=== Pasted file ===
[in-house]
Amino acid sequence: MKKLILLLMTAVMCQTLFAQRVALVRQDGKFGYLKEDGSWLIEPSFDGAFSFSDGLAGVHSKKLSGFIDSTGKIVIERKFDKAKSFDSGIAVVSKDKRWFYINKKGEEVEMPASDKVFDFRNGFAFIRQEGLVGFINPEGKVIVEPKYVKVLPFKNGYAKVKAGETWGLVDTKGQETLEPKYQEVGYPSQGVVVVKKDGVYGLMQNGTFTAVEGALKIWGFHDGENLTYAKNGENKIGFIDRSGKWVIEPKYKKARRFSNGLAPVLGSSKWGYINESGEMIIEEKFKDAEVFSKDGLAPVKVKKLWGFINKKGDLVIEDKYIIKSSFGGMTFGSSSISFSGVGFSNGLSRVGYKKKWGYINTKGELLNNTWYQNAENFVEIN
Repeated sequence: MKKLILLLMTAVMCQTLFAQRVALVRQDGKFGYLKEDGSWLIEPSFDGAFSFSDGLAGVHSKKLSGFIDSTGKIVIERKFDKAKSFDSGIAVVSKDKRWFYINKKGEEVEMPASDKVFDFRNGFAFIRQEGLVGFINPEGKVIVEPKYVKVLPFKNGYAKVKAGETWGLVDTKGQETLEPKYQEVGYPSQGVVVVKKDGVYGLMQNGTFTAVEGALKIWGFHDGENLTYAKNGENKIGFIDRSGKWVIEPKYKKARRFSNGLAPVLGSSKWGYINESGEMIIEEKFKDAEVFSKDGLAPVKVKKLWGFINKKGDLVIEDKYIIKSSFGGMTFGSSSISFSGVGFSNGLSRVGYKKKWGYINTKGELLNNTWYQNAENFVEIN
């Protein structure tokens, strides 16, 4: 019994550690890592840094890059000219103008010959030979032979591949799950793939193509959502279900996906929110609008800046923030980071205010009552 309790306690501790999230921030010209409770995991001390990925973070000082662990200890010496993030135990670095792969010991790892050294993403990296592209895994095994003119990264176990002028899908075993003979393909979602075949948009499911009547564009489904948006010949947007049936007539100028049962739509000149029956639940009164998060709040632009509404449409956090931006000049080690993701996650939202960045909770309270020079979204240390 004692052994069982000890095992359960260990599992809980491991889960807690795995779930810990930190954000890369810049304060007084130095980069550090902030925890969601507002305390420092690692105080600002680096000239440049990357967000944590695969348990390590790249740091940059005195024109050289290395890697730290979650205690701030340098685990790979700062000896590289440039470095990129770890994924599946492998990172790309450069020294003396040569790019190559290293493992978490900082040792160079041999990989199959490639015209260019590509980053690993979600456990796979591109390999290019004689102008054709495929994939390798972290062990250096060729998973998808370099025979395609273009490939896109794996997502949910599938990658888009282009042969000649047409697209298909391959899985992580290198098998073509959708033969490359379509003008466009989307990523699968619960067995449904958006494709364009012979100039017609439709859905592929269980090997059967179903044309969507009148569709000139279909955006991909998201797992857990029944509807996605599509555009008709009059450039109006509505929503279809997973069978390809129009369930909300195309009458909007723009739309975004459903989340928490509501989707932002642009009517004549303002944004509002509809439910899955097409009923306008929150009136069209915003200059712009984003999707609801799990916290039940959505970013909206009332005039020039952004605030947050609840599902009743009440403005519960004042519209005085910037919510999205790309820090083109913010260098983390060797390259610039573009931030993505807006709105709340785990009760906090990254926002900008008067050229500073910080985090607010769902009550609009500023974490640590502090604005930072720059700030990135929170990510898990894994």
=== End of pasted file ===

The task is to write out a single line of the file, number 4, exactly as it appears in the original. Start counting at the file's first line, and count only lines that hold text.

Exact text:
């Protein structure tokens, strides 16, 4: 019994550690890592840094890059000219103008010959030979032979591949799950793939193509959502279900996906929110609008800046923030980071205010009552 309790306690501790999230921030010209409770995991001390990925973070000082662990200890010496993030135990670095792969010991790892050294993403990296592209895994095994003119990264176990002028899908075993003979393909979602075949948009499911009547564009489904948006010949947007049936007539100028049962739509000149029956639940009164998060709040632009509404449409956090931006000049080690993701996650939202960045909770309270020079979204240390 004692052994069982000890095992359960260990599992809980491991889960807690795995779930810990930190954000890369810049304060007084130095980069550090902030925890969601507002305390420092690692105080600002680096000239440049990357967000944590695969348990390590790249740091940059005195024109050289290395890697730290979650205690701030340098685990790979700062000896590289440039470095990129770890994924599946492998990172790309450069020294003396040569790019190559290293493992978490900082040792160079041999990989199959490639015209260019590509980053690993979600456990796979591109390999290019004689102008054709495929994939390798972290062990250096060729998973998808370099025979395609273009490939896109794996997502949910599938990658888009282009042969000649047409697209298909391959899985992580290198098998073509959708033969490359379509003008466009989307990523699968619960067995449904958006494709364009012979100039017609439709859905592929269980090997059967179903044309969507009148569709000139279909955006991909998201797992857990029944509807996605599509555009008709009059450039109006509505929503279809997973069978390809129009369930909300195309009458909007723009739309975004459903989340928490509501989707932002642009009517004549303002944004509002509809439910899955097409009923306008929150009136069209915003200059712009984003999707609801799990916290039940959505970013909206009332005039020039952004605030947050609840599902009743009440403005519960004042519209005085910037919510999205790309820090083109913010260098983390060797390259610039573009931030993505807006709105709340785990009760906090990254926002900008008067050229500073910080985090607010769902009550609009500023974490640590502090604005930072720059700030990135929170990510898990894994």